9/11 cop pens account of digging in "the pit" to recover victims of World Trade Center terrorist attack.
Tony Zeoli and his wife were on vacation in Hawaii on September 11, 2001. Zeoli had recently retired from the Port Authority Police Department, which is responsible for bridges, tunnels, and airports in New York and New Jersey, and for the World Trade Center.
“Another perfect day in paradise,” Zeoli’s wife, Jean, remarked as the waitress brought them breakfast.
“It would be, if it wasn’t for what happened in New York,” the waitress replied.
When she explained to the couple that the World Trade Center had been attacked by terrorists flying airliners into the Twin Towers, Zeoli rushed to find a television set.
“It was 2 p.m. in New York, and the towers were gone,” Zeoli recalled in a recent interview. “But it was 8 o’clock in the morning in Hawaii. And I’m saying to myself, ‘Why aren’t they showing the towers? I want to see how bad the damage is.'”
Much had already transpired, including a similar attack on the Pentagon building in Washington, D.C., and the crash of a jet in a field near Shanksville, Pennsylvania.
Zeoli was anxious to get home, but President George W. Bush ordered all flights throughout the country grounded, in case there were other terrorist plots aloft. So the retired Port Authority lieutenant and his wife had to wait it out. In the meantime, he was on the phone almost constantly with former colleagues, who told him that over 100 PAPD officers were missing.
“I got back on the 16th, and I went right down” to Ground Zero, he said. “I was thinking, ‘Gee there must be something I could do, something I could help with, and that’s when I found out there were retired guys sneaking into the command site, trying to help.”
“Sneaking in,” because only active-duty officers were allowed to participate in search and rescue efforts. They took part in bucket brigades that removed rubble from the site, and if a retired cop spotted a supervisor, he would discretely leave and go to a different area.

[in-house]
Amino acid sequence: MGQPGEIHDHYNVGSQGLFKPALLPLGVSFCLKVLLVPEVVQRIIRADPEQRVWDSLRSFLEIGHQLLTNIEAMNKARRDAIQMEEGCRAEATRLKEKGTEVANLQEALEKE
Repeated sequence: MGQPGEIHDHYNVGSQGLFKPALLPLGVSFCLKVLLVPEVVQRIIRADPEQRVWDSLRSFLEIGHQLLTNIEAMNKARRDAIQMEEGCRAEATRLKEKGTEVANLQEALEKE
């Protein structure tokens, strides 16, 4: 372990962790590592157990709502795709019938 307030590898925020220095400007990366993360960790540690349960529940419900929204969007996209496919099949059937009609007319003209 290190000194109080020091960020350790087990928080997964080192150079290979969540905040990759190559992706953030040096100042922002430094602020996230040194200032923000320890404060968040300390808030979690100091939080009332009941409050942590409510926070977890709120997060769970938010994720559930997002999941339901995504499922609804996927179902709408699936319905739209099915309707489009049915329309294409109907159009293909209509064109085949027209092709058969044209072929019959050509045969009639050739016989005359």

Rising From the Ashes: the True Story of 9/11 and Recovery Team Romeo is Zeoli’s account of how he and 11 other retired officers banded together to find missing colleagues, police from other departments, firefighters and civilians who were trapped in the rubble. Dubbed Team Romeo, which was code for the R that indicated their retired status, the dozen men formed the only search and rescue and recovery team made up of retired officers.
Responding to the tragedy was a personal thing for Zeoli, who, after 20-plus years on the job knew most members of the department. The Port Authority Police had about 1,400 members at the time, less than 1/25th of the size of the regular New York Police Department.
“We had a command center right in the [World Trade Center] plaza, right inside the complex, so we were the first ones on the scene, so a lot of those guys never came out,” Zeoli pointed out.
Though over 100 officers were missing at first, the PAPD ended up losing 37 of them on 9/11. The NYPD lost 23. “That was the most number of police killed in any one incident in the history of the world,” Zeoli said. “And so many of them were close friends of mine over the years.”
The Fire Department of New York lost 343 firefighters. The total death toll at the World Trade Center was 2,763, including the 157 people on board the two Boeing 767s.
Zeoli’s gripping account, published this year, is graphic at times and heart-wrenching throughout. He explains how his team’s task was to sort through mountains of twisted steel and pulverized concrete to find the missing.
But first they had to convince authorities to allow retired officers to work in what they termed “the pit.” They came up with several creative ways to avoid detection, but eventually the new chief of department for the Port Authority Police gave the team permission.